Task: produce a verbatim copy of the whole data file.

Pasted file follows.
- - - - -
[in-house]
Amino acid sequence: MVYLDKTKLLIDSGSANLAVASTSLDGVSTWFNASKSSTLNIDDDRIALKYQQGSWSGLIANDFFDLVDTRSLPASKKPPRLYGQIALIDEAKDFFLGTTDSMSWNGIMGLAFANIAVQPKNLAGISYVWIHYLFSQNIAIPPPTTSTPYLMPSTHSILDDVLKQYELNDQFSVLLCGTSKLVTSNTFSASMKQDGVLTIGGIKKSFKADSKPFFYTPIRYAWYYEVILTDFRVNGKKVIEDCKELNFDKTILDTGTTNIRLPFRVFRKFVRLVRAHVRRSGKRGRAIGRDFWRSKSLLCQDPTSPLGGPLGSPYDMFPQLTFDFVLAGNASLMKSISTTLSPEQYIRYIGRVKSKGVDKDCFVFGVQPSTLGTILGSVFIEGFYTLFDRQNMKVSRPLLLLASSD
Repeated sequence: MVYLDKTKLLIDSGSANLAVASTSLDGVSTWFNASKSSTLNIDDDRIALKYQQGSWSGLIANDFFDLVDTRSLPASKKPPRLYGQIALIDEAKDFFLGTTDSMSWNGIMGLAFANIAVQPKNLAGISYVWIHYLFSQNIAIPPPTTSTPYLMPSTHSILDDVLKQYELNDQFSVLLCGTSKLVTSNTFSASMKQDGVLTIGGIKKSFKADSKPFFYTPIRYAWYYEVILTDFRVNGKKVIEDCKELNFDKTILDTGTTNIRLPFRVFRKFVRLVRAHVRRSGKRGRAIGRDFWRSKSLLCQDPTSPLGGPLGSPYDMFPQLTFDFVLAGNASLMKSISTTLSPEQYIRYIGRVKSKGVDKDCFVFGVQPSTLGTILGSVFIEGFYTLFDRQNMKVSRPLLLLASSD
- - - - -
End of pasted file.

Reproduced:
[in-house]
Amino acid sequence: MVYLDKTKLLIDSGSANLAVASTSLDGVSTWFNASKSSTLNIDDDRIALKYQQGSWSGLIANDFFDLVDTRSLPASKKPPRLYGQIALIDEAKDFFLGTTDSMSWNGIMGLAFANIAVQPKNLAGISYVWIHYLFSQNIAIPPPTTSTPYLMPSTHSILDDVLKQYELNDQFSVLLCGTSKLVTSNTFSASMKQDGVLTIGGIKKSFKADSKPFFYTPIRYAWYYEVILTDFRVNGKKVIEDCKELNFDKTILDTGTTNIRLPFRVFRKFVRLVRAHVRRSGKRGRAIGRDFWRSKSLLCQDPTSPLGGPLGSPYDMFPQLTFDFVLAGNASLMKSISTTLSPEQYIRYIGRVKSKGVDKDCFVFGVQPSTLGTILGSVFIEGFYTLFDRQNMKVSRPLLLLASSD
Repeated sequence: MVYLDKTKLLIDSGSANLAVASTSLDGVSTWFNASKSSTLNIDDDRIALKYQQGSWSGLIANDFFDLVDTRSLPASKKPPRLYGQIALIDEAKDFFLGTTDSMSWNGIMGLAFANIAVQPKNLAGISYVWIHYLFSQNIAIPPPTTSTPYLMPSTHSILDDVLKQYELNDQFSVLLCGTSKLVTSNTFSASMKQDGVLTIGGIKKSFKADSKPFFYTPIRYAWYYEVILTDFRVNGKKVIEDCKELNFDKTILDTGTTNIRLPFRVFRKFVRLVRAHVRRSGKRGRAIGRDFWRSKSLLCQDPTSPLGGPLGSPYDMFPQLTFDFVLAGNASLMKSISTTLSPEQYIRYIGRVKSKGVDKDCFVFGVQPSTLGTILGSVFIEGFYTLFDRQNMKVSRPLLLLASSD